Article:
What are my duties as a private security guard and what am I allowed to do?
In today’s litigious world, people are increasingly more aware of their rights. If you’re employed as a security guard, you can easily find yourself in a tricky situation when it comes to shoplifting. It pays to make sure you know just what can and cannot legally do in certain situations.
Security guards and shoplifters
Shops use all manner of different techniques to prevent shoplifting, and most of them act only as a deterrent. Cameras, signs warning of prosecution and even security guards themselves are often employed because the sight of them alone will put people off trying to shoplift.
However, shoplifting is unlikely to disappear as long as there are still shops, so you’re likely to come across someone trying to steal from the store you’re working in at some point.
Power of arrest
Security guards do not actually have any more legal powers than any member of the general public; they have just been employed by a business to help protect it from theft. Security guards, like any member of the public, can make a citizen’s arrest under certain conditions.
Under s 24A of the Police and Criminal Evidence Act 1984, you can make an arrest for most indictable offences (including either way offences) if:
- someone is in the act of committing an offence, or who you have reasonable grounds for suspecting them to be in the act of committing an offence; and
- an offence has been committed and the person you want to arrest is guilty of that offence or who you have reasonable grounds for suspecting they are guilty of it.
The arrest will only be legal if:
- it appears to the person making the arrest that it is not reasonably practicable for a constable to make the arrest instead; and
- the arrestor has reasonable grounds for believing that the arrest is necessary to prevent the person:
- causing physical injury to himself or others;
- suffering physical injury;
- causing loss of or damage to property;
- absconding before a constable can assume responsibility for him.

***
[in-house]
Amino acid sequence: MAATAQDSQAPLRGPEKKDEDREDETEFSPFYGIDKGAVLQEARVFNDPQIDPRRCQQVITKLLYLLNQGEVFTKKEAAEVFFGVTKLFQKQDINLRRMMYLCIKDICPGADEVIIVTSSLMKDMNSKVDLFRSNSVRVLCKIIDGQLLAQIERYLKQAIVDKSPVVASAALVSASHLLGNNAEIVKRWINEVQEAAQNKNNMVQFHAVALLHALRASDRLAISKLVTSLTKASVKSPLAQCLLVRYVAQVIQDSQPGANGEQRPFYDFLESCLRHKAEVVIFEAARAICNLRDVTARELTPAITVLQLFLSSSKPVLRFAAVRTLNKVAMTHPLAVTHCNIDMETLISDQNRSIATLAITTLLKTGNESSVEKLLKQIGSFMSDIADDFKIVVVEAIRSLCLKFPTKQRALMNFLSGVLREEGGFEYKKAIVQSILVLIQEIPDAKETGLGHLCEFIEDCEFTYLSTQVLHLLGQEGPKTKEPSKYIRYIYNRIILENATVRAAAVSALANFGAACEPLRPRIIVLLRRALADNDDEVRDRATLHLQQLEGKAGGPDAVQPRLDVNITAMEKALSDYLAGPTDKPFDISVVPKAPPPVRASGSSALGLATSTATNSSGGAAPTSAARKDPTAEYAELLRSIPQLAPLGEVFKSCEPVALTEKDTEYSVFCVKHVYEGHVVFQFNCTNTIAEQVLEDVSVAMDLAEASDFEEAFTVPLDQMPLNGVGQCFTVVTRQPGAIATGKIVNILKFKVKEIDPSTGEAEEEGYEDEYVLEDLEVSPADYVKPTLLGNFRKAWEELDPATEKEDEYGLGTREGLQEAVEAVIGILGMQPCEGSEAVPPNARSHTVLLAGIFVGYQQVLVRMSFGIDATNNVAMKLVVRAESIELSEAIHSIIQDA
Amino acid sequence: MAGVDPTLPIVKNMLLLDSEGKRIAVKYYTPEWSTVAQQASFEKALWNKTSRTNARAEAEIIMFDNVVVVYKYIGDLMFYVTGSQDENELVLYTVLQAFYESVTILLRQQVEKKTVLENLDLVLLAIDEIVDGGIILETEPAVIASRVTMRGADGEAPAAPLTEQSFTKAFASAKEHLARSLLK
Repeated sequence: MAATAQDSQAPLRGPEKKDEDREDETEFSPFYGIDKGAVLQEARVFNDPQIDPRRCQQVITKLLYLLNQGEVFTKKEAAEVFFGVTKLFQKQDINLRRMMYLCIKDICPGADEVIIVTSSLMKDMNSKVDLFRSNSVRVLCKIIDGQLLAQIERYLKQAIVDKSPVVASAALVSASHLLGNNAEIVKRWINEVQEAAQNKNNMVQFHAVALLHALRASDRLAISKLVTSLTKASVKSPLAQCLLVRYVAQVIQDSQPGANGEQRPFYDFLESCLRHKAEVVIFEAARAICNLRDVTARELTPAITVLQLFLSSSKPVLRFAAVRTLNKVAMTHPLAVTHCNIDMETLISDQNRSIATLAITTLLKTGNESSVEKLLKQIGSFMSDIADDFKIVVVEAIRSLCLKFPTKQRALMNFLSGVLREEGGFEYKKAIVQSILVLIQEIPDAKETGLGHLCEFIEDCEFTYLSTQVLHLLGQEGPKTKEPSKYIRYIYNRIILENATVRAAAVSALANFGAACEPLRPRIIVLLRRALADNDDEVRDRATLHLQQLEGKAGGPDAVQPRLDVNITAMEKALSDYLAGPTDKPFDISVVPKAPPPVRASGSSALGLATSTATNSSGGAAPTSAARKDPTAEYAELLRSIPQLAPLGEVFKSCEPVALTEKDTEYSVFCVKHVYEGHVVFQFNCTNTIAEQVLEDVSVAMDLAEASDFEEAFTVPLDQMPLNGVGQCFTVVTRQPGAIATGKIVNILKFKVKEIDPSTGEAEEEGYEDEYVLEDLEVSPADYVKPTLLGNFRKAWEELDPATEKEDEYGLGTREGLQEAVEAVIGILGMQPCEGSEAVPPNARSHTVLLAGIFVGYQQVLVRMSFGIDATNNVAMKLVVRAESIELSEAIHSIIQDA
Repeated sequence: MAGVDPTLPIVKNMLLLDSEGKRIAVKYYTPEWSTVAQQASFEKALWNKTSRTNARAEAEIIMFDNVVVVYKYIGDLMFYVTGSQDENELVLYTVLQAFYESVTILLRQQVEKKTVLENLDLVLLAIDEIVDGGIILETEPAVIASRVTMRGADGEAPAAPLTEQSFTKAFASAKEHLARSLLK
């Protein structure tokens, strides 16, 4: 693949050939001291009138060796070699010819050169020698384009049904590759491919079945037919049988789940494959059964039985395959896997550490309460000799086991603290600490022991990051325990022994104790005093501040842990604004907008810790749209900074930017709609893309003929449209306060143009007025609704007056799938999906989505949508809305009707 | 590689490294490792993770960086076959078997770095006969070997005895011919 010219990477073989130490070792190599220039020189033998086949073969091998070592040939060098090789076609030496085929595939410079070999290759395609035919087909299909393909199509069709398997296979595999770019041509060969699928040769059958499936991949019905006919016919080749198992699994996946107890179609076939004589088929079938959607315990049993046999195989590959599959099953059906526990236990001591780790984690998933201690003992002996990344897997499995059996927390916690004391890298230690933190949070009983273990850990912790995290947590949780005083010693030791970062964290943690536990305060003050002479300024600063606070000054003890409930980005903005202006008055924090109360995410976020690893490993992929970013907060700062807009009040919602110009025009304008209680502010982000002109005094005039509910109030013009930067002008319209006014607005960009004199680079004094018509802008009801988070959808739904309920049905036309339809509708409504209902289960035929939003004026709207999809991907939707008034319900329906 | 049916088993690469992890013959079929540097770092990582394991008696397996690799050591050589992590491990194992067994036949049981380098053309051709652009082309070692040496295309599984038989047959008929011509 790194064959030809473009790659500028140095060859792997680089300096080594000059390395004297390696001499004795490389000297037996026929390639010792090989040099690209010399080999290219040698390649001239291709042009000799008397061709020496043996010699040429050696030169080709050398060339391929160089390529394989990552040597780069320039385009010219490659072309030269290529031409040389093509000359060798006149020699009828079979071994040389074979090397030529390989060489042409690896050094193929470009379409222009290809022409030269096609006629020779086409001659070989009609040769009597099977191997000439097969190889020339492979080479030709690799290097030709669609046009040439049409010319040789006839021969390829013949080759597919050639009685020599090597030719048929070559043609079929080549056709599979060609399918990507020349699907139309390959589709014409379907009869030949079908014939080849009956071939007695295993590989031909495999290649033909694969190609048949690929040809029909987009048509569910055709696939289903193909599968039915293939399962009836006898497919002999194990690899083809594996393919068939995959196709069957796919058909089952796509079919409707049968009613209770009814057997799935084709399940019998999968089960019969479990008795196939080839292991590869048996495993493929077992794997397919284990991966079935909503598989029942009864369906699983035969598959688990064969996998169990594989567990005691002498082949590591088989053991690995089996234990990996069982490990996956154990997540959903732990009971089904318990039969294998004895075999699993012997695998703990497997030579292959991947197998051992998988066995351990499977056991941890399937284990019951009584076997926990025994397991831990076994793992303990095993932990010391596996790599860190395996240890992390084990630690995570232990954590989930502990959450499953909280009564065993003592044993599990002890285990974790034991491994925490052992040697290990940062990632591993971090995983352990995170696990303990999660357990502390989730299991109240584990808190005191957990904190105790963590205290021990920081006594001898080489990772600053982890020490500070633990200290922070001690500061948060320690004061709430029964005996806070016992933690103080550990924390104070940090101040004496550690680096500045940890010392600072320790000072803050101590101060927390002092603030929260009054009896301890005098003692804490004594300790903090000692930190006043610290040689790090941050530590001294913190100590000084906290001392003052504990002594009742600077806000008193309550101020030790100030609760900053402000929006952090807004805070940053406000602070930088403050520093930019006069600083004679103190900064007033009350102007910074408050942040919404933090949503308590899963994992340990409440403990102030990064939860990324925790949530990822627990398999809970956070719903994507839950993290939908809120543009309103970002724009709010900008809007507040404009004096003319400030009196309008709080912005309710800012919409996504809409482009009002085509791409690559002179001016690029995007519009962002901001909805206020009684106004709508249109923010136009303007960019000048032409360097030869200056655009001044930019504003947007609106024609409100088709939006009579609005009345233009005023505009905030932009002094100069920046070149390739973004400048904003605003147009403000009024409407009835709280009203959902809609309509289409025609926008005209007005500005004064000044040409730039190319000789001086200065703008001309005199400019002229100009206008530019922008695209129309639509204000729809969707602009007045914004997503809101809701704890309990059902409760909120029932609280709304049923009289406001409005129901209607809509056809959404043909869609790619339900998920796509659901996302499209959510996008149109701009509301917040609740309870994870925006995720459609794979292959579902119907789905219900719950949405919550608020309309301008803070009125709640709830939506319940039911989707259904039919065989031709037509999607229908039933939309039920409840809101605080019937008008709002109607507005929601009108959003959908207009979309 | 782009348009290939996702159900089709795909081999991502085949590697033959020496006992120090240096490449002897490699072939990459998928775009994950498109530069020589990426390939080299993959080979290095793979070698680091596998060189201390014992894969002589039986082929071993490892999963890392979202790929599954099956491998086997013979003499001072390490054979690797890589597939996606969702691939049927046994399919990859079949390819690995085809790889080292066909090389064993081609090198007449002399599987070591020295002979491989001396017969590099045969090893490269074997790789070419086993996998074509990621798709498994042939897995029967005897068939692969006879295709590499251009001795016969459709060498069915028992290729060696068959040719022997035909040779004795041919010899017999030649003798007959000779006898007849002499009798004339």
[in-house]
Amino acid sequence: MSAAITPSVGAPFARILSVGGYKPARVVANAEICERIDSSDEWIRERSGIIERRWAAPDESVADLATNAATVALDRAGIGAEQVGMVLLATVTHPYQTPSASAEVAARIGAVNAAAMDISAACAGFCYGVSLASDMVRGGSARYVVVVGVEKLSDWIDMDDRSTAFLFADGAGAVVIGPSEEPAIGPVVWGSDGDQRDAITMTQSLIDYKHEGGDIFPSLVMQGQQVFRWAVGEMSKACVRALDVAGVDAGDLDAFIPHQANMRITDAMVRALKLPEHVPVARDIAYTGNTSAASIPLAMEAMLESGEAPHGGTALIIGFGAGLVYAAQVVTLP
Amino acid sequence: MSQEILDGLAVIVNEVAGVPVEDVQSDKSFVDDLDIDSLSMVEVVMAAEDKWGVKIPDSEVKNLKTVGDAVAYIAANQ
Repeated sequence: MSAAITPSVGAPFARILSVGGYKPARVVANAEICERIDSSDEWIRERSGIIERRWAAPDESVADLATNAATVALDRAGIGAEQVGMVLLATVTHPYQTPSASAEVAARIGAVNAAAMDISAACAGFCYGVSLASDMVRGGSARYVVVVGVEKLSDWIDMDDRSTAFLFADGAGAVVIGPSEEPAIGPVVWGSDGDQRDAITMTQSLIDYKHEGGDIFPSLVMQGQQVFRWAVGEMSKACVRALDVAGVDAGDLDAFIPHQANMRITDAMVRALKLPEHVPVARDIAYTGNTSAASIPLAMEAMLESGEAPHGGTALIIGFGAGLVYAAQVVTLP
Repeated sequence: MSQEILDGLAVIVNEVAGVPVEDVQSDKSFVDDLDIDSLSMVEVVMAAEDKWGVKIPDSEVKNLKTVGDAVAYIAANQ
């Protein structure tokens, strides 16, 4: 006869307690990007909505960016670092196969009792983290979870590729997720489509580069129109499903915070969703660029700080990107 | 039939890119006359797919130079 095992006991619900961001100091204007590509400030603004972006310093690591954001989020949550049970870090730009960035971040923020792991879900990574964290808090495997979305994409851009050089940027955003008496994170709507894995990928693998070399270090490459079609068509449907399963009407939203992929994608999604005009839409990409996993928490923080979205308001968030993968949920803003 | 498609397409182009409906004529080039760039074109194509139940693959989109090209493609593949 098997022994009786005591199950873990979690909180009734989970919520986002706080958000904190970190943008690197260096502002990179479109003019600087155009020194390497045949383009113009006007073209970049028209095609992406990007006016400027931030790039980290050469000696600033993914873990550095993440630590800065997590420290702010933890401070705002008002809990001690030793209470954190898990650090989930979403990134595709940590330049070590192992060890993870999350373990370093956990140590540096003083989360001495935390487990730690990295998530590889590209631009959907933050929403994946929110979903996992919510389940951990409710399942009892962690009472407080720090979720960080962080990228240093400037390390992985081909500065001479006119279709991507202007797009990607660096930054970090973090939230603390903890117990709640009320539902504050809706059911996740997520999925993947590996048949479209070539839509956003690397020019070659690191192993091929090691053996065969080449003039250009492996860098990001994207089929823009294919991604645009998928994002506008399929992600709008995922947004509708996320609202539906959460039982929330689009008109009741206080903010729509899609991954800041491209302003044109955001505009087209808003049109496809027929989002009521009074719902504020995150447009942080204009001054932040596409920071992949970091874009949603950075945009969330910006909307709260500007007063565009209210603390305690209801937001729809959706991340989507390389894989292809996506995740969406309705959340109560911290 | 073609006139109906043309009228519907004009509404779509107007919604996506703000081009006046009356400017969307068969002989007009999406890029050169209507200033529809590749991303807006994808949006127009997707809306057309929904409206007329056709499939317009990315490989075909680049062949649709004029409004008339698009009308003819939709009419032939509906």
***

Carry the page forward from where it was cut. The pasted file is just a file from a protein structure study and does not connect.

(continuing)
- Have you seen the person select an item/items from the store that they have then concealed or hidden about their body?
- Has the person then proceeded to leave the shop without having paid for the item(s)?
- Have you kept watching them throughout this time?
Basically, you’re entitled to detain a person you suspect of shoplifting, as long as you have reasonable grounds for this suspicion.
You should make sure as far as possible that you have reasonable grounds to believe the person is shoplifting before you approach them. A checklist for this may include:
If you can answer yes to these questions you should be in a fairly good position to detain them. It’s best where possible to avoid using any sort of force if you can. You should explain to them who you are and what is happening, and contact the police right away, staying with them until the police arrive.
To detain a suspected shoplifter, you are entitled to use a ‘reasonable’ amount of force. Under s 3 of the Criminal Law Act 1967 you may ‘use as much force as is reasonable in the circumstances in the prevention of crime, or in effecting or assisting in the lawful arrest of offenders or suspected offenders or of persons unlawfully at large’.
Powers of search
Security Officers do not have the power to commit a forced search of someone’s property if the person is there and does not give their consent.
They do, however, have the right to search property if it is left unattended in suspicious circumstances. They can also search the property of an unconscious person if they are trying to identity the unconscious person, and it is best for that person’s welfare.